FIGURE 6 illustrates an embodiment using the principles of the present invention. The transmitting transducer 42 generates ultrasonic plane waves which are passed unrefracted through a silicon oil medium 44. The ultarsonic waves are then passed through a diaphragm interface 46 and a water medium 48 whereby they are refracted to give a divergent spectrum before striking the surface of a sample 50. Lamb waves will be excited in the test sample 50 in the region between the surface thereof and the flaw 52. The Lamb waves travel along the sample 50 radiating energy therefrom into the water medium 48. The radiated waves are then passed through interface 54 which is identical to interface 46 and through a silicon oil medium 56 whereby the radiated waves are refracted to give parallel waves which are detected by receiving transducer 58. Thus, the presence of a flaw 52 in sample 50 may be detected regardless of the depth at which it occurs in the sample 50. It is to be understood that mediums other than those described above may be used.

Persons skilled in the art will, of course, adapt the teachings of the invention to methods far different than those illustrated. Accordingly, the scope of protection afforded the invention should not be limited to the methods shown in the drawings and described above, but should be determined only in accordance with the appended claims.

What is claimed is:

1. A method of detecting subsurface flaws in a metal sample comprising the steps of generating ultrasonic plane waves, refracting said ultrasonic waves to generate a spectrum of angles therein, causing said refracted ultrasonic waves to impinge on the surface of said sample, said refracted ultrasonic waves exciting Lamb wave modes within said sample in the presence of subsurface flaws therein, and detecting the exgit ed l apgb waye modes, whereby the pfesfice of sai d flaws is detected. V

2. The method according to claim 1 wherein said ultrasonic waves are refracted to generate a divergent spectrum of angles therein.

3. The method according to claim 1 wherein said ultrasonic waves are refracted to generate a convergent spectrum of angles therein.

4. A method of detecting subsurface flaws in a metal sample comprising the steps of generating ultrasonic plane waves, retracting said ultrasonic waves to generate a spectrum of angles therein, causing said refracted ultrasonic waves to impinge on the surface of said sample, said refracted ultrasonic Waves exciting Lamb wave modes within said sample in the presence of subsurface flaws therein, said excited Lamb wave modes travelling along said sample radiating ultrasonic waves therefrom at an angle of exit equal to the angle of incidence of the exciting ultrasonic waves, refracting said radiated ultrasonic waves to give essentially parallel ultrasonic waves and detecting said refracted-radiated ultrasonic waves, whereby subsurface fiaws are detected.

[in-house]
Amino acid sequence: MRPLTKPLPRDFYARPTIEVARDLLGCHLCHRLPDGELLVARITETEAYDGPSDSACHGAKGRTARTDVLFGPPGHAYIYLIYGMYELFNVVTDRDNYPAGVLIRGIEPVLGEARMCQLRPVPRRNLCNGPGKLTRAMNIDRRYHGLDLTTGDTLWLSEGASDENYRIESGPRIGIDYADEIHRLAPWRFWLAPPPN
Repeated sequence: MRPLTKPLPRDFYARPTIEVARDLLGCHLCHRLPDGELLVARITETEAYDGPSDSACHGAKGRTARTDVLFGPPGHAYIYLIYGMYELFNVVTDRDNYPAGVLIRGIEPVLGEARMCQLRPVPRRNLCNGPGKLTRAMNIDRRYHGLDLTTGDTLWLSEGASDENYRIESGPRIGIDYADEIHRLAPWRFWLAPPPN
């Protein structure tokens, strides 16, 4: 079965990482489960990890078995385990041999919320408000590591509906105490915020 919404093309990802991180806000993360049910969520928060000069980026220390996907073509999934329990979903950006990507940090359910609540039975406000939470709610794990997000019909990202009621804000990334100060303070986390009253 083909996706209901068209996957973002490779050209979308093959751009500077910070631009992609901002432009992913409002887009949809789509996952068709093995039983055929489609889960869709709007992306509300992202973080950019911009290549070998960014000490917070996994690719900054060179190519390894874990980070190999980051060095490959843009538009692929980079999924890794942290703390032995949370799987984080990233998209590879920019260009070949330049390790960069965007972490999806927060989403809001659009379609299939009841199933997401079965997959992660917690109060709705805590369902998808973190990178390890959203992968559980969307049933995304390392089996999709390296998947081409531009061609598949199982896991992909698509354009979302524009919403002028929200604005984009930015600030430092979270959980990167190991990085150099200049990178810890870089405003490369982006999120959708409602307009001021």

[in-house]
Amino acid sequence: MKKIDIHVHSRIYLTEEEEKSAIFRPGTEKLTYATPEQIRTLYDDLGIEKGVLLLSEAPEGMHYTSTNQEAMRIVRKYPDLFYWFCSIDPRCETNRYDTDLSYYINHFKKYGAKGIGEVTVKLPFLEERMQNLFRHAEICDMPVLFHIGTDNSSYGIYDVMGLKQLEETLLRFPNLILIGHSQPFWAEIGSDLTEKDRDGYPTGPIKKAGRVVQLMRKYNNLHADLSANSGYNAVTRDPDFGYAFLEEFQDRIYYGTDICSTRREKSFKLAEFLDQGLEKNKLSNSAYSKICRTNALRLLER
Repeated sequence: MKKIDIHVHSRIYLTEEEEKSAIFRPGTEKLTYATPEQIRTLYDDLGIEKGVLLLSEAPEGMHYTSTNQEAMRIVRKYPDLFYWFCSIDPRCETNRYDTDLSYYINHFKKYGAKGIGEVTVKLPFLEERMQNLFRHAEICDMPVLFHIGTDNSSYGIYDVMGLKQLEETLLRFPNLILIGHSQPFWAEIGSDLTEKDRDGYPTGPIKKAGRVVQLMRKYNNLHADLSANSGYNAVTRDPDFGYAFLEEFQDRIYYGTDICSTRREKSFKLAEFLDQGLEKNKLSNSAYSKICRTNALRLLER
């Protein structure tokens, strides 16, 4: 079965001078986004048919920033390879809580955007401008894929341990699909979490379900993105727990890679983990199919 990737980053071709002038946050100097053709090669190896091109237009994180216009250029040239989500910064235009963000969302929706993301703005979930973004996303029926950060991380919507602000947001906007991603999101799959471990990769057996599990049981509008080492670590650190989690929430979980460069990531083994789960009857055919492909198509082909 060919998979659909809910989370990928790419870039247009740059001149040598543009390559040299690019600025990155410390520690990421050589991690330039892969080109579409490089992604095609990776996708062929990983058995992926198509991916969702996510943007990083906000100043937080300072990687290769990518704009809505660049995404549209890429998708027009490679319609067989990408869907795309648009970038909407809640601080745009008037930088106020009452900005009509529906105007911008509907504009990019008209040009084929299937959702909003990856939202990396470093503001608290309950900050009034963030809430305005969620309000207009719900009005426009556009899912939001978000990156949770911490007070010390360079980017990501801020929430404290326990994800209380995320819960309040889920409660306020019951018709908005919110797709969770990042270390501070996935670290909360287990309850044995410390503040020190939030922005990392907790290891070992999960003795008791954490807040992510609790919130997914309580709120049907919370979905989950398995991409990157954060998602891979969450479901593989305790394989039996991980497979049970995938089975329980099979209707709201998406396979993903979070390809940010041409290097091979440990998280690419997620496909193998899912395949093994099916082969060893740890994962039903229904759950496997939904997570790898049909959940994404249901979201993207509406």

5. A method of detecting subsurface flaws in a metal sample comprising the steps of generating ultrasonic plane waves, causing said ultrasonic waves to flow through two mediums of different ultrasonic velocities, and to impinge on the surface of said sample, said two mediums being separated by an interfacing shaped to provide said impinging ultrasonic waves with a predetermined spectrum of angles of incidence at the surface of said sample, said ultrasonic waves exciting Lamb wave modes within said sample in the presence of subsurface flaws therein, and detecting the excited Lamb wave modes, whereby the presence of said flaws is detected.

6. The method according to claim 5 wherein said ultrasonic waves are generated at a single predetermined frequency.